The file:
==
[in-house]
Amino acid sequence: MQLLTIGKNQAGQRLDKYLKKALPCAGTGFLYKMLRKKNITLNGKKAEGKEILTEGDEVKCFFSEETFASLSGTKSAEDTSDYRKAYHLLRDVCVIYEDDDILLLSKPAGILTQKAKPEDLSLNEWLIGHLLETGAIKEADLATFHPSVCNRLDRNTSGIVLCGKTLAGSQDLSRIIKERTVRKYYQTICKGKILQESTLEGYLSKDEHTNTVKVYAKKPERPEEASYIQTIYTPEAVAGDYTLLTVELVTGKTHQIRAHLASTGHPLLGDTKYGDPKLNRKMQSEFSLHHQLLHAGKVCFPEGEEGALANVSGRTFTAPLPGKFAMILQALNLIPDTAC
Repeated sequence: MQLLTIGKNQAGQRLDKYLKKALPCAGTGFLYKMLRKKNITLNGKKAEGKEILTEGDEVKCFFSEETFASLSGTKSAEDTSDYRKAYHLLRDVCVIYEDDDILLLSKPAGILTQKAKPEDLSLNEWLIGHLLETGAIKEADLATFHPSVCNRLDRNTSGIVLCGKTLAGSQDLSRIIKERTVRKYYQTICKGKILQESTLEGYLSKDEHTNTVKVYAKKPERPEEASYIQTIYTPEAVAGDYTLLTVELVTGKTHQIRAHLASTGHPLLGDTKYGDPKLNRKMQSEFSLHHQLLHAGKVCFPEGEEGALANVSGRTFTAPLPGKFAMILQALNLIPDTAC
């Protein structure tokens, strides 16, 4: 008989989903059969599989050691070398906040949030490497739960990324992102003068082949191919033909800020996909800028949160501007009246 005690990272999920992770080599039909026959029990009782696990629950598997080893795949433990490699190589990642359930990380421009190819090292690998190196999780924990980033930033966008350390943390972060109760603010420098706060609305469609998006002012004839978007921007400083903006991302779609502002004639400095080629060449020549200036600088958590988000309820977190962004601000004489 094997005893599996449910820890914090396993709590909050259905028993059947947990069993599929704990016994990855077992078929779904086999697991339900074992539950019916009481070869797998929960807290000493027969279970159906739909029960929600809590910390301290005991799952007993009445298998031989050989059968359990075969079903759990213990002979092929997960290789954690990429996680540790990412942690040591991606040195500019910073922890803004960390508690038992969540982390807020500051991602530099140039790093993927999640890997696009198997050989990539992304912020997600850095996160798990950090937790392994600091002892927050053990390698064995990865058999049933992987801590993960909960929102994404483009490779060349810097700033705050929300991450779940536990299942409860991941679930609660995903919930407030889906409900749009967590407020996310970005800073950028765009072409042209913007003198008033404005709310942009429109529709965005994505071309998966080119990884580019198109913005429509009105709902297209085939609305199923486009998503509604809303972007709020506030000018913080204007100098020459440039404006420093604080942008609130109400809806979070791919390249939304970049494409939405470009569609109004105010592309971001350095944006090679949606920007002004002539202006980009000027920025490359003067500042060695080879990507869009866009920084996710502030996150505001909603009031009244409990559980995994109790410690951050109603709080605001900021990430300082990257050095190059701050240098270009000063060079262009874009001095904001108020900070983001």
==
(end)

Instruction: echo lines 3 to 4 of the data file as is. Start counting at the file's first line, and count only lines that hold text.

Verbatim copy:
Repeated sequence: MQLLTIGKNQAGQRLDKYLKKALPCAGTGFLYKMLRKKNITLNGKKAEGKEILTEGDEVKCFFSEETFASLSGTKSAEDTSDYRKAYHLLRDVCVIYEDDDILLLSKPAGILTQKAKPEDLSLNEWLIGHLLETGAIKEADLATFHPSVCNRLDRNTSGIVLCGKTLAGSQDLSRIIKERTVRKYYQTICKGKILQESTLEGYLSKDEHTNTVKVYAKKPERPEEASYIQTIYTPEAVAGDYTLLTVELVTGKTHQIRAHLASTGHPLLGDTKYGDPKLNRKMQSEFSLHHQLLHAGKVCFPEGEEGALANVSGRTFTAPLPGKFAMILQALNLIPDTAC
């Protein structure tokens, strides 16, 4: 008989989903059969599989050691070398906040949030490497739960990324992102003068082949191919033909800020996909800028949160501007009246 005690990272999920992770080599039909026959029990009782696990629950598997080893795949433990490699190589990642359930990380421009190819090292690998190196999780924990980033930033966008350390943390972060109760603010420098706060609305469609998006002012004839978007921007400083903006991302779609502002004639400095080629060449020549200036600088958590988000309820977190962004601000004489 094997005893599996449910820890914090396993709590909050259905028993059947947990069993599929704990016994990855077992078929779904086999697991339900074992539950019916009481070869797998929960807290000493027969279970159906739909029960929600809590910390301290005991799952007993009445298998031989050989059968359990075969079903759990213990002979092929997960290789954690990429996680540790990412942690040591991606040195500019910073922890803004960390508690038992969540982390807020500051991602530099140039790093993927999640890997696009198997050989990539992304912020997600850095996160798990950090937790392994600091002892927050053990390698064995990865058999049933992987801590993960909960929102994404483009490779060349810097700033705050929300991450779940536990299942409860991941679930609660995903919930407030889906409900749009967590407020996310970005800073950028765009072409042209913007003198008033404005709310942009429109529709965005994505071309998966080119990884580019198109913005429509009105709902297209085939609305199923486009998503509604809303972007709020506030000018913080204007100098020459440039404006420093604080942008609130109400809806979070791919390249939304970049494409939405470009569609109004105010592309971001350095944006090679949606920007002004002539202006980009000027920025490359003067500042060695080879990507869009866009920084996710502030996150505001909603009031009244409990559980995994109790410690951050109603709080605001900021990430300082990257050095190059701050240098270009000063060079262009874009001095904001108020900070983001």